Gravitational Waves are, in their most basic sense, ripples in spacetime. Forbes Welcome. Science on Flipboard. M.curiosity. High-capacity battery cathode prelithiation to offset initial lithium loss : Nature Energy. Scientists struggle to stay grounded after possible gravitational wave signal. Not for the first time, the world of physics is abuzz with rumours that gravitational waves have been detected by scientists in the US.
Lawrence Krauss, a cosmologist at Arizona State university, tweeted that he had received independent confirmation of a rumour that has been in circulation for months, adding: “Gravitational waves may have been discovered!!” The excitement centres on a longstanding experiment known as the Advanced Laser Interferometer Gravitational-Wave Observatory (Ligo) which uses detectors in Hanford, Washington, and Livingston, Louisiana to look for ripples in the fabric of spacetime.
According to the rumours, scientists on the team are in the process of writing up a paper that describes a gravitational wave signal. If such a signal exists and is verified, it would confirm one of the most dramatic predictions of Albert Einstein’s century-old theory of general relativity. Speaking about the LIGO team, Krauss said: “They will be extremely cautious.
Einstein's first lecture in Britain. Professor Albert Einstein, of Berlin, delivered yesterday afternoon the Adamson lecture in the University of Manchester.
This was his first lecture in this country. Sir Henry Miers, the Vice Chancellor, was in the chair. Gadget Lab. The Stanley’s bio-pharma operation is just one example of the ways science and tech are transforming every aspect of the industry—from growing to harvesting to packaging to retailing to consuming—as this black (and gray) market emerges into the sunlight of legitimate commerce.
Start with indoor farms, which are massively energy-intensive. Their high-pressure sodium lights, which themselves require large amounts of electricity, can send temperatures soaring. Yet marijuana plants need to stay cool and dry. Traditionally, growers have handled this dilemma by using electricity-gulping HVAC compressors. Colorado company Surna saw opportunity here. Einstein Podolsky Rosen Argument and the Bell Inequalities. In 1935, Einstein, Podolsky, and Rosen (EPR) published an important paper in which they claimed that the whole formalism of quantum mechanics together with what they called a “Reality Criterion” imply that quantum mechanics cannot be complete. That is, there must exist some elements of reality that are not described by quantum mechanics.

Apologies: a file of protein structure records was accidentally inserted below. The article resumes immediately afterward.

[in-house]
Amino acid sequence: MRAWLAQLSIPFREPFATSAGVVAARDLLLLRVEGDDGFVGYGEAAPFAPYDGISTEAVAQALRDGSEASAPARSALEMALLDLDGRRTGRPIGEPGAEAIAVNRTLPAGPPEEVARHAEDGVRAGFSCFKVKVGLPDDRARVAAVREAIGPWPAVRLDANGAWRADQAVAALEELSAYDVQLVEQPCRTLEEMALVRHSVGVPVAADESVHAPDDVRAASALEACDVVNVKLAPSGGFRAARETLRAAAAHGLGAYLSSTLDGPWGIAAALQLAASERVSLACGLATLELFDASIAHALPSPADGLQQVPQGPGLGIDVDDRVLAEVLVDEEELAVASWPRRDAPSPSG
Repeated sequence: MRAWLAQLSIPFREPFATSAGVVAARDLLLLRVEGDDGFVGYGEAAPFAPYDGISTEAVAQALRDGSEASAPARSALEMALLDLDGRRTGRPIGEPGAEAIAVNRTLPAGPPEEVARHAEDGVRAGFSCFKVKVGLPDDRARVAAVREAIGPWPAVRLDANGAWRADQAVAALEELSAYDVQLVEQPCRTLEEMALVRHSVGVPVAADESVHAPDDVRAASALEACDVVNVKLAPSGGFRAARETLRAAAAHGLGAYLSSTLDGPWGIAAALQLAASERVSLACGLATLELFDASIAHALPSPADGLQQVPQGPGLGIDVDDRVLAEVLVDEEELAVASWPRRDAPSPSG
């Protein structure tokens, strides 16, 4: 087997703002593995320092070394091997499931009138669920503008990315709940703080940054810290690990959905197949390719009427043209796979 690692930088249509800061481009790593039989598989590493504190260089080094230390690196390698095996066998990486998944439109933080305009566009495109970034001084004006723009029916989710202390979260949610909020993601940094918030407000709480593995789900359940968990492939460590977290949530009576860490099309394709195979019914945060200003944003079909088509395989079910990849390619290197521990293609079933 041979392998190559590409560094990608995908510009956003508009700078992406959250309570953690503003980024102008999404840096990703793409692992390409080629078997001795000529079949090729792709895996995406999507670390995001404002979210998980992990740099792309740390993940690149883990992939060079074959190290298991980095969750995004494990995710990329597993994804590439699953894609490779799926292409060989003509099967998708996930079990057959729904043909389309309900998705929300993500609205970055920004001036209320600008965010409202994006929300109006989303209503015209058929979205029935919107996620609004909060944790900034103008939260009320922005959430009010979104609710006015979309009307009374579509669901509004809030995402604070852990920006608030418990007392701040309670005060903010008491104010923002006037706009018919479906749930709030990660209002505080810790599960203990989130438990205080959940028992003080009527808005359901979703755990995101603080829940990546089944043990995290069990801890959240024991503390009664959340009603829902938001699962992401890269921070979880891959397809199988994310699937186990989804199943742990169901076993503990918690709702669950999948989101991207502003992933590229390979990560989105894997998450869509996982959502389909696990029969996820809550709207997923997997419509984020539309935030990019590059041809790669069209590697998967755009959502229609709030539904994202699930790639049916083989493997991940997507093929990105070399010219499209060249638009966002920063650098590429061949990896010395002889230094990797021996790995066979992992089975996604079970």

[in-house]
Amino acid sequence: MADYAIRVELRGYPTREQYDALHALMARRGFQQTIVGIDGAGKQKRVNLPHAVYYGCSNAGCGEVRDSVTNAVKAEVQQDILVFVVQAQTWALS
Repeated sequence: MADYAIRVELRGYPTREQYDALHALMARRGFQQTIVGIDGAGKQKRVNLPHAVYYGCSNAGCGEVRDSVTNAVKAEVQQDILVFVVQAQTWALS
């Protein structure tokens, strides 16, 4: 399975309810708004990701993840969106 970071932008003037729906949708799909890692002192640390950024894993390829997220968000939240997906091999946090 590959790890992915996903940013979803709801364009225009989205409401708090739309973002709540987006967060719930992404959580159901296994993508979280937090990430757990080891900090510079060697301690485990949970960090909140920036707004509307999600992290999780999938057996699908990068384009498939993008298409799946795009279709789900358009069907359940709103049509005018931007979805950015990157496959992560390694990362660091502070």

They concluded that there must be a more complete description of physical reality involving some hidden variables that can characterize the state of affairs in the world in more detail than the quantum mechanical state. This conclusion leads to paradoxical results. As Bell proved in 1964, under some further but quite plausible assumptions, this conclusion that there are hidden variables implies that, in some spin-correlation experiments, the measured quantum mechanical probabilities should satisfy particular inequalities (Bell-type inequalities). A theoretical computer scientist has presented an algorithm that is being hailed as a breakthrough in mapping the obscure terrain of complexity theory, which explores how hard computational problems are to solve.
Last month, László Babai, of the University of Chicago, announced that he had come up with a new algorithm for the “graph isomorphism” problem, one of the most tantalizing mysteries in computer science. The new algorithm appears to be vastly more efficient than the previous best algorithm, which had held the record for more than 30 years. His paper became available today on the scientific preprint site arxiv.org, and he has also submitted it to the Association for Computing Machinery’s 48th Symposium on Theory of Computing.
For decades, the graph isomorphism problem has held a special status within complexity theory. While thousands of other computational problems have meekly succumbed to categorization as either hard or easy, graph isomorphism has defied classification. Einstein’s Parable of Quantum Insanity. “Insanity is doing the same thing over and over and expecting different results.” That witticism — I’ll call it “Einstein Insanity” — is usually attributed to Albert Einstein. Though the Matthew effect may be operating here, it is undeniably the sort of clever, memorable one-liner that Einstein often tossed off. And I’m happy to give him the credit, because doing so takes us in interesting directions.
First of all, note that what Einstein describes as insanity is, according to quantum theory, the way the world actually works.